Thursday, 27 November 2014
Sedona and Red Rock Country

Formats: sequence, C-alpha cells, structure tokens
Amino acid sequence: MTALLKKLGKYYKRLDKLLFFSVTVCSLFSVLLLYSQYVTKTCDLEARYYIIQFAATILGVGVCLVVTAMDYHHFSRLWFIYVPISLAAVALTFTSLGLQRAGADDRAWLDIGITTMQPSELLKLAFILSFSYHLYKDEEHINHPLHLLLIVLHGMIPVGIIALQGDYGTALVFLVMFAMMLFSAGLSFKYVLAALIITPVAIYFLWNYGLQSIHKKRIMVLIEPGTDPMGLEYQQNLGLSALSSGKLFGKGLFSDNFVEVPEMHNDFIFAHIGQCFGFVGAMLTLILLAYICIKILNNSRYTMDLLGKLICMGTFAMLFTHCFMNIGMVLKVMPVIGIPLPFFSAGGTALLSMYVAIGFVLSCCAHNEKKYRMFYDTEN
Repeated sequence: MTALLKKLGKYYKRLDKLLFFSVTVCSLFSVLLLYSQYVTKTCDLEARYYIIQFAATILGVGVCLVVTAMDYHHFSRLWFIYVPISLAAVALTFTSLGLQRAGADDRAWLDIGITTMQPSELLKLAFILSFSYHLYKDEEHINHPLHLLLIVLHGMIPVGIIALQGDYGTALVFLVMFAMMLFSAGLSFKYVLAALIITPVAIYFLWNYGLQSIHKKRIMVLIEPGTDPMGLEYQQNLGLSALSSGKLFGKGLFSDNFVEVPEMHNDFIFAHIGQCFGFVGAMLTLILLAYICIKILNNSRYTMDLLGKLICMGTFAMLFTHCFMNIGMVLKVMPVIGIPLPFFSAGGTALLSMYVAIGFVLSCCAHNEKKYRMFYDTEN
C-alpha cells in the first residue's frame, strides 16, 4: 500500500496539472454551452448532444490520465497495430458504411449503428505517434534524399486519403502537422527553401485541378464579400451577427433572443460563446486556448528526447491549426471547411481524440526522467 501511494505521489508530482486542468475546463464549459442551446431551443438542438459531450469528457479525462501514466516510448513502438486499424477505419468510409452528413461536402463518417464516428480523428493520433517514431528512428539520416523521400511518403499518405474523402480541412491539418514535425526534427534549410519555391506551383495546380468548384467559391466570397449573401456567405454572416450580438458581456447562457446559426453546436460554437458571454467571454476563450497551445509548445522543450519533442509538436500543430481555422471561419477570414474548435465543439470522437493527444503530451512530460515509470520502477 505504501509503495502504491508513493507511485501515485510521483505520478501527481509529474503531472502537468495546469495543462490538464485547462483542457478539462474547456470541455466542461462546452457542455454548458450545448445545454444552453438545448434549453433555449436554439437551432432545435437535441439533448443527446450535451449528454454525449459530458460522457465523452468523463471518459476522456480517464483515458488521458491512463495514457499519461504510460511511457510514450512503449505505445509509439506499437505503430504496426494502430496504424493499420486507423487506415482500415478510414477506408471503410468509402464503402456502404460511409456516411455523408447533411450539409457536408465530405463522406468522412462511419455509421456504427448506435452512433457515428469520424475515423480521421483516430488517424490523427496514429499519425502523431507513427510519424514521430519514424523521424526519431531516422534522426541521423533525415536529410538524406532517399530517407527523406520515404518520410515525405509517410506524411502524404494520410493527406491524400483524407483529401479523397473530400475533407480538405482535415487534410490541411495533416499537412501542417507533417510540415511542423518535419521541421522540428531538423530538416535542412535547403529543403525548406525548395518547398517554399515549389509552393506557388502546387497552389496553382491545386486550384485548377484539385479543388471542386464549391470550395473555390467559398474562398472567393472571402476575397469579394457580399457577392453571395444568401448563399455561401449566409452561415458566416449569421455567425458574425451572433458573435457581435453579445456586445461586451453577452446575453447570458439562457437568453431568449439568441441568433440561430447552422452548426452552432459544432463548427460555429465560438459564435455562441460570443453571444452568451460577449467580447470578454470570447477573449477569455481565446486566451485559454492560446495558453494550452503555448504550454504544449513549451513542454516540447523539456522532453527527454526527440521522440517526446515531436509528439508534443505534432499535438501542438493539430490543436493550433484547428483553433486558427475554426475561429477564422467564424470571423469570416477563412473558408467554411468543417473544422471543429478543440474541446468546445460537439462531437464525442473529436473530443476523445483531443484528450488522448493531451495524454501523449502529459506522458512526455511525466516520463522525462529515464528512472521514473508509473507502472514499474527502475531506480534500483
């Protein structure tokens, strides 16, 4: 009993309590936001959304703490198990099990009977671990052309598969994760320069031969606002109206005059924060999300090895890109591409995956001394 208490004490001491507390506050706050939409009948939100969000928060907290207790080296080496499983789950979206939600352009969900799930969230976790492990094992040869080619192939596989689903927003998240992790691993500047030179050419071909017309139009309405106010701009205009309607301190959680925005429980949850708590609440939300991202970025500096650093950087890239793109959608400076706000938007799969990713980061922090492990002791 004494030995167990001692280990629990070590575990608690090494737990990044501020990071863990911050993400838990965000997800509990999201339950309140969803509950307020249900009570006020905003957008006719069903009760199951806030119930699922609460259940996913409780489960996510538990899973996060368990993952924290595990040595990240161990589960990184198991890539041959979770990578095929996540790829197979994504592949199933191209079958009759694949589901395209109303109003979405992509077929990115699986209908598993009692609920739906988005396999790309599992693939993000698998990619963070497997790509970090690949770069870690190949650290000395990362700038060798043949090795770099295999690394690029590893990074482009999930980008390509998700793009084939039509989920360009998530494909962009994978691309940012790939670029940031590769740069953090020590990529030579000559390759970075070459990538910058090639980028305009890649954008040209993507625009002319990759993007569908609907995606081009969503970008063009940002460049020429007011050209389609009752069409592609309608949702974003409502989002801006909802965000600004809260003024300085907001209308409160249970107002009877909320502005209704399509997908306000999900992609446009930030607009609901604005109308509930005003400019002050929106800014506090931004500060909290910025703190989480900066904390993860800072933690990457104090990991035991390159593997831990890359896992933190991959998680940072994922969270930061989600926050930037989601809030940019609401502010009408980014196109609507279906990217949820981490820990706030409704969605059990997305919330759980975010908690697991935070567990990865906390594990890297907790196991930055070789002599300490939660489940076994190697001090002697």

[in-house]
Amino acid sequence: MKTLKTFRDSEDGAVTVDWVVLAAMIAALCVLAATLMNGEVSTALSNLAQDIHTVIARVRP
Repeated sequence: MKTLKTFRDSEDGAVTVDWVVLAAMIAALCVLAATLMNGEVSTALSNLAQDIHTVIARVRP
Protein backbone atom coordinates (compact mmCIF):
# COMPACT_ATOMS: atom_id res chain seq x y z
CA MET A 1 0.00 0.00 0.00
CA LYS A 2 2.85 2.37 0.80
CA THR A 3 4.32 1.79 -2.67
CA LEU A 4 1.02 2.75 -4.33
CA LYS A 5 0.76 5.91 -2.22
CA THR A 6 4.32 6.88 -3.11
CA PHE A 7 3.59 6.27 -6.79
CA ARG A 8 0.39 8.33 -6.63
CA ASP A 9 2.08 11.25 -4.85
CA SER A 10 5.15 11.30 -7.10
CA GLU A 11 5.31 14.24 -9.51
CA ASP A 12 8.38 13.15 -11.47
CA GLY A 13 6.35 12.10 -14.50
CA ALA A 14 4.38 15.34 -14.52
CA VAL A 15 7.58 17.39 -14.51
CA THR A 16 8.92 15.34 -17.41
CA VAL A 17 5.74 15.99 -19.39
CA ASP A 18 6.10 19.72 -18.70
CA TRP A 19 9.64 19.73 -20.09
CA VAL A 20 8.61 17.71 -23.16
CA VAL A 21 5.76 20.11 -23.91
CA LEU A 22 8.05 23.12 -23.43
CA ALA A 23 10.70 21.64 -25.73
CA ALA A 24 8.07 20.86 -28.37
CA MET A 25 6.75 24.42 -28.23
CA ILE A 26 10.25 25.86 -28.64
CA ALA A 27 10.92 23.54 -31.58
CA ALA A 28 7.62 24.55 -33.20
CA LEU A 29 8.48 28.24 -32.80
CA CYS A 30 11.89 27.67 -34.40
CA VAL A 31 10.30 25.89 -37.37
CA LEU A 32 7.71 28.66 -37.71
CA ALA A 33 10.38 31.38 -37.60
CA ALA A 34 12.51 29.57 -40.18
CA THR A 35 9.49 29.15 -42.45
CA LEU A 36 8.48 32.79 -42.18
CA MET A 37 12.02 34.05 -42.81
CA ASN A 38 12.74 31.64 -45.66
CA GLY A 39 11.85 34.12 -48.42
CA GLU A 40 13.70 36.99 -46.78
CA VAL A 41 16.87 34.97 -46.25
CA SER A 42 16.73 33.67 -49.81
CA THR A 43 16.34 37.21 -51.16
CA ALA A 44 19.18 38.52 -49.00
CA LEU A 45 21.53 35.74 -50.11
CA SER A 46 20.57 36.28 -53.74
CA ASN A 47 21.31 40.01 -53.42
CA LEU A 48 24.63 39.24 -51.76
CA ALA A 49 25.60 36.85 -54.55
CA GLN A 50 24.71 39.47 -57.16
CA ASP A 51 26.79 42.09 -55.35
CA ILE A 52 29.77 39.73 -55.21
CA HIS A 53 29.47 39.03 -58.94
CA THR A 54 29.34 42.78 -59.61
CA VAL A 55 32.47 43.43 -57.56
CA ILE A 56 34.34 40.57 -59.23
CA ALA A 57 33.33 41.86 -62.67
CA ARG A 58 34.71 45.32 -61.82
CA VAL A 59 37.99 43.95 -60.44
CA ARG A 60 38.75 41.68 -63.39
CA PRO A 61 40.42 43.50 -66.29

The Red Rock Country and Sedona, on to Phoenix The landscape around Sedona is stunning, with its bright red rock formations, formed from iron infused sandstone, topped off with pale yellow sandstone. There are several clusters of massive outcrops, or vortex, in the valley. The New Age spiritualists and artists that flocked to live here believe that there are spiritual centres or vortex in the rocks. Now I would respect all this if it weren't for the commercially insensitive development of the town, with its hundred of art galleries, gift shops, cafes and high-priced restaurants. We counted jeeps from four different Jeep Tours spewing out into traffic! We thought we'd opted for the more sedate, environmentally friendly trip in a trolley bus, but, to our surprise, were treated to a frenetic, whistle-stop tour of a few of the rocky marvels and trails, and couldn't hear our guide for the sound and speed of the traffic! We visited at a very quiet time but had to queue in traffic to try to enter one of the canyon roads. Well, we didn't, we turned the car round and went to visit the Oak Tree Brewery instead! That was good, with local ale, Nut Brown Ale, and a tray of seven samples, a Mahi Mahi spinach salad and a shrimp salad. Good value. Nice surroundings, but set in a court that had a distinct Disneyland feel to it. A load of shops dressed up to look like a Mexican village. It's marketed as a spiritual stay, but is a world away from our experiences in Chinle, where we'd enjoyed walks and insight into Navajo culture and hadn't been required to spend a farthing! It's like Bakewell in Sedona, you have to buy a pass to park near most of the trails! That moan out of the way, the views of the surrounding Red Rock Country are superb, if only a lot more restraint had been taken with Sedona. The Cottonwood trees were glorious, bronze and yellow. Marlene had told us about them in Chinle, and said it was a shame we'd missed them because they'd looked like they were on fire, but the leaves had all dropped being at about 2000' difference in height. The following day we descended from the Colorado Plateau, where we had spent the previous five days at a much higher altitude and therefore much cooler. Immediately warmed up and soon hot again. We made for the Heard Gallery in Phoenix, which housed a private collection of Native American artwork, ranging from intricate basketry to painted ceramic pots, red on clay painted in cochineal, to beautiful rugs, blankets and clothing. Dozens of katsinas, doll-like depictions of various spirits, adorn two walls. We went on a guided tour and learnt, no holes barred,about the shocking treatment of the native children, taken from their families in the 1860s and forced into boarding schools, with a dreadful disregard for their culture and intelligence. Hair forcibly cut short, which they did as a sign of mourning in their own culture, meaning that they literally went into a grieving state. A form of social engineering reminiscent of Victorian England and Australia. Well worth a visit. I picked up a book on Navajo weaving, and promised myself to resurrect my loom at home, inspired by the spirit of the Spider Woman! Set off tomorrow , flying to San Fran. Can't wait to see all the family, especially Lily and little Glo-worm aka Charlotte, who we've nicknamed after the Glow-worm on the Gas advert!